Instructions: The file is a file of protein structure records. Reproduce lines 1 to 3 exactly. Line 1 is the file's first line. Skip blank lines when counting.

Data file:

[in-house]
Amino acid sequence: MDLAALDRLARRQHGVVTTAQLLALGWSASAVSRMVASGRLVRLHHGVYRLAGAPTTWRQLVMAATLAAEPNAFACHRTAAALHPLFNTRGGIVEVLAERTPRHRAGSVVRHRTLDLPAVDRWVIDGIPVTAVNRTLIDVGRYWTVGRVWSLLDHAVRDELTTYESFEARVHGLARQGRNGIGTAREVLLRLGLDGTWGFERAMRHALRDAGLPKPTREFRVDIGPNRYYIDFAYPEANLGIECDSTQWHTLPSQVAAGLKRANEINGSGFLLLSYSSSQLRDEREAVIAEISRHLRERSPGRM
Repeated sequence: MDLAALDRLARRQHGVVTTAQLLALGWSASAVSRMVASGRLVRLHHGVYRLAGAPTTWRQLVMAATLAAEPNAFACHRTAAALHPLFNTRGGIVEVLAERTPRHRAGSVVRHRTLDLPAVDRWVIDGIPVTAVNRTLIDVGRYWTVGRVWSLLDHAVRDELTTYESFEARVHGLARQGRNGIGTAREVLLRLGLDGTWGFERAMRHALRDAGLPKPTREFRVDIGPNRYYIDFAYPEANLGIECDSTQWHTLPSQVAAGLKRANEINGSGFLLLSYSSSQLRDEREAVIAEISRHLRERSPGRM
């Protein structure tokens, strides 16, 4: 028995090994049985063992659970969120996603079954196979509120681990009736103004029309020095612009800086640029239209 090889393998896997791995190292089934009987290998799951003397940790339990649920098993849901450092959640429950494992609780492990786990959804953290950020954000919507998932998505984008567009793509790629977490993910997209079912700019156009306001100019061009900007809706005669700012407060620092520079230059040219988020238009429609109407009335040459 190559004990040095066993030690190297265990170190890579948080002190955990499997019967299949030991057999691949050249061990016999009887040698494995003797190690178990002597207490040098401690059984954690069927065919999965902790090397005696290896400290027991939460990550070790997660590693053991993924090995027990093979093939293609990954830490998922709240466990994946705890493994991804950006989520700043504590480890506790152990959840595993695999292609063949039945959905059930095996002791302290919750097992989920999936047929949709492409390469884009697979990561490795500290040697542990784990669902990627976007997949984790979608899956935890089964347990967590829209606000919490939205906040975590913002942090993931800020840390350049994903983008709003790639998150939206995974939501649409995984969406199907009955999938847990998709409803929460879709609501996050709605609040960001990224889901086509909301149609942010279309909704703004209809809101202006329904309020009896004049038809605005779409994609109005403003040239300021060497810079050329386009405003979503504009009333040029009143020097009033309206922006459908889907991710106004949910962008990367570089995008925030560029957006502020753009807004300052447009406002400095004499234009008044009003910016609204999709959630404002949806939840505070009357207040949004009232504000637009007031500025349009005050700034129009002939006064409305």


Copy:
[in-house]
Amino acid sequence: MDLAALDRLARRQHGVVTTAQLLALGWSASAVSRMVASGRLVRLHHGVYRLAGAPTTWRQLVMAATLAAEPNAFACHRTAAALHPLFNTRGGIVEVLAERTPRHRAGSVVRHRTLDLPAVDRWVIDGIPVTAVNRTLIDVGRYWTVGRVWSLLDHAVRDELTTYESFEARVHGLARQGRNGIGTAREVLLRLGLDGTWGFERAMRHALRDAGLPKPTREFRVDIGPNRYYIDFAYPEANLGIECDSTQWHTLPSQVAAGLKRANEINGSGFLLLSYSSSQLRDEREAVIAEISRHLRERSPGRM
Repeated sequence: MDLAALDRLARRQHGVVTTAQLLALGWSASAVSRMVASGRLVRLHHGVYRLAGAPTTWRQLVMAATLAAEPNAFACHRTAAALHPLFNTRGGIVEVLAERTPRHRAGSVVRHRTLDLPAVDRWVIDGIPVTAVNRTLIDVGRYWTVGRVWSLLDHAVRDELTTYESFEARVHGLARQGRNGIGTAREVLLRLGLDGTWGFERAMRHALRDAGLPKPTREFRVDIGPNRYYIDFAYPEANLGIECDSTQWHTLPSQVAAGLKRANEINGSGFLLLSYSSSQLRDEREAVIAEISRHLRERSPGRM